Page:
http://en.wikipedia.org/wiki/Type_Ia_supernova wrote:<<Type Ia supernovae occur in binary systems (two stars orbiting one another) in which one of the stars is a white dwarf while the other can vary from a giant star to an even smaller white dwarf. A white dwarf is the remnant of a star that has completed its normal life cycle and has ceased nuclear fusion. However, white dwarfs of the common carbon-oxygen variety are capable of further fusion reactions that release a great deal of energy if their temperatures rise high enough.

Physically, carbon-oxygen white dwarfs with a low rate of rotation are limited to below 1.38 solar masses. Beyond this, they re-ignite and in some cases trigger a supernova explosion. Somewhat confusingly, this limit is often referred to as the Chandrasekhar mass, despite being marginally different from the absolute Chandrasekhar limit where electron degeneracy pressure is unable to prevent catastrophic collapse. If a white dwarf gradually accretes mass from a binary companion, the general hypothesis is that its core will reach the ignition temperature for carbon fusion as it approaches the limit. If the white dwarf merges with another star (a very rare event), it will momentarily exceed the limit and begin to collapse, again raising its temperature past the nuclear fusion ignition point. Within a few seconds of initiation of nuclear fusion, a substantial fraction of the matter in the white dwarf undergoes a runaway reaction, releasing enough energy (1–2×1044 J) to unbind the star in a supernova explosion.

This category of supernovae produces consistent peak luminosity because of the uniform mass of white dwarfs that explode via the accretion mechanism. The stability of this value allows these explosions to be used as standard candles to measure the distance to their host galaxies because the visual magnitude of the supernovae depends primarily on the distance.

The Type Ia supernova is a sub-category in the Minkowski-Zwicky supernova classification scheme, which was devised by American astronomer Rudolph Minkowski and Swiss astronomer Fritz Zwicky. There are several means by which a supernova of this type can form, but they share a common underlying mechanism. When a slowly-rotating carbon-oxygen white dwarf accretes matter from a companion, it can exceed the Chandrasekhar limit of about 1.44 solar masses, beyond which it can no longer support its weight with electron degeneracy pressure. In the absence of a countervailing process, the white dwarf would collapse to form a neutron star, as normally occurs in the case of a white dwarf that is primarily composed of magnesium, neon, and oxygen.

The current view among astronomers who model Type Ia supernova explosions, however, is that this limit is never actually attained and collapse is never initiated. Instead, the increase in pressure and density due to the increasing weight raises the temperature of the core, and as the white dwarf approaches about 1% of the limit, a period of convection ensues, lasting approximately 1,000 years. At some point in this simmering phase, a deflagration flame front is born, powered by carbon fusion. The details of the ignition are still unknown, including the location and number of points where the flame begins. Oxygen fusion is initiated shortly thereafter, but this fuel is not consumed as completely as carbon.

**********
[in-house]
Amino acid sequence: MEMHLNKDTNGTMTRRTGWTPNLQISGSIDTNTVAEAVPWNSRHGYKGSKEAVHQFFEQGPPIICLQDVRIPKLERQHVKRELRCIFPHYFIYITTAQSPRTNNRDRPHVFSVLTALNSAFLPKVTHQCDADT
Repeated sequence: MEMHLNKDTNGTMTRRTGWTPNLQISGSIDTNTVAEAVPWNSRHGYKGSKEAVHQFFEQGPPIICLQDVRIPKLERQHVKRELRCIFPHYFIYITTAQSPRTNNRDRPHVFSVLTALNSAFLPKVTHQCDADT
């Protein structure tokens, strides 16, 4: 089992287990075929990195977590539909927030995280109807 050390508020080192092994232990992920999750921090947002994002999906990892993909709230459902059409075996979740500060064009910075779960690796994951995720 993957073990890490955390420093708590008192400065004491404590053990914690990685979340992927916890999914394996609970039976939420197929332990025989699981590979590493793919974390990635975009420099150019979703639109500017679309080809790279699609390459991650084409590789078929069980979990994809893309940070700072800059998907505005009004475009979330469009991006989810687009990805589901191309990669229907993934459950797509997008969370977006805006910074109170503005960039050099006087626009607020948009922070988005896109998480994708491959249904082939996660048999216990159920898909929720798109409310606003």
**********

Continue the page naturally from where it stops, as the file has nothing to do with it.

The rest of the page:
Once fusion has begun, the temperature of the white dwarf starts to rise. A main sequence star supported by thermal pressure would expand and cool in order to counterbalance an increase in thermal energy. However, degeneracy pressure is independent of temperature; the white dwarf is unable to regulate the burning process in the manner of normal stars, so it is vulnerable to a runaway fusion reaction. The flame accelerates dramatically, in part due to the Rayleigh–Taylor instability and interactions with turbulence. It is still a matter of considerable debate whether this flame transforms into a supersonic detonation from a subsonic deflagration.

Regardless of the exact details of nuclear burning, it is generally accepted that a substantial fraction of the carbon and oxygen in the white dwarf is burned into heavier elements within a period of only a few seconds, raising the internal temperature to billions of degrees. This energy release from thermonuclear burning (1–2×1044 J) is more than enough to unbind the star; that is, the individual particles making up the white dwarf gain enough kinetic energy to fly apart from each other. The star explodes violently and releases a shock wave in which matter is typically ejected at speeds on the order of 5,000–20000 km/s, roughly 6% of the speed of light. The energy released in the explosion also causes an extreme increase in luminosity. The typical visual absolute magnitude of Type Ia supernovae is Mv = −19.3, with little variation>>
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Re: HEAPOW: SN2014J (2014 Feb 03)

Post by Beyond » Tue Feb 11, 2014 10:15 pm

Thanks neufer.
To find the Truth, you must go Beyond.

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Re: HEAPOW: SN2014J (2014 Feb 03)

Post by MargaritaMc » Wed Feb 12, 2014 10:33 am

There's a set of lecture notes for a 2013 Stony Brook University course entitled Cosmic Catastrophes here:
http://www.astro.sunysb.edu/lattimer/AST301/

SNe 1a are discussed in http://www.astro.sunysb.edu/lattimer/AS ... ast301.pdf
"In those rare moments of total quiet with a dark sky, I again feel the awe that struck me as a child. The feeling is utterly overwhelming as my mind races out across the stars. I feel peaceful and serene."
&mdash; Dr Debra M. Elmegreen, Fellow of the AAAS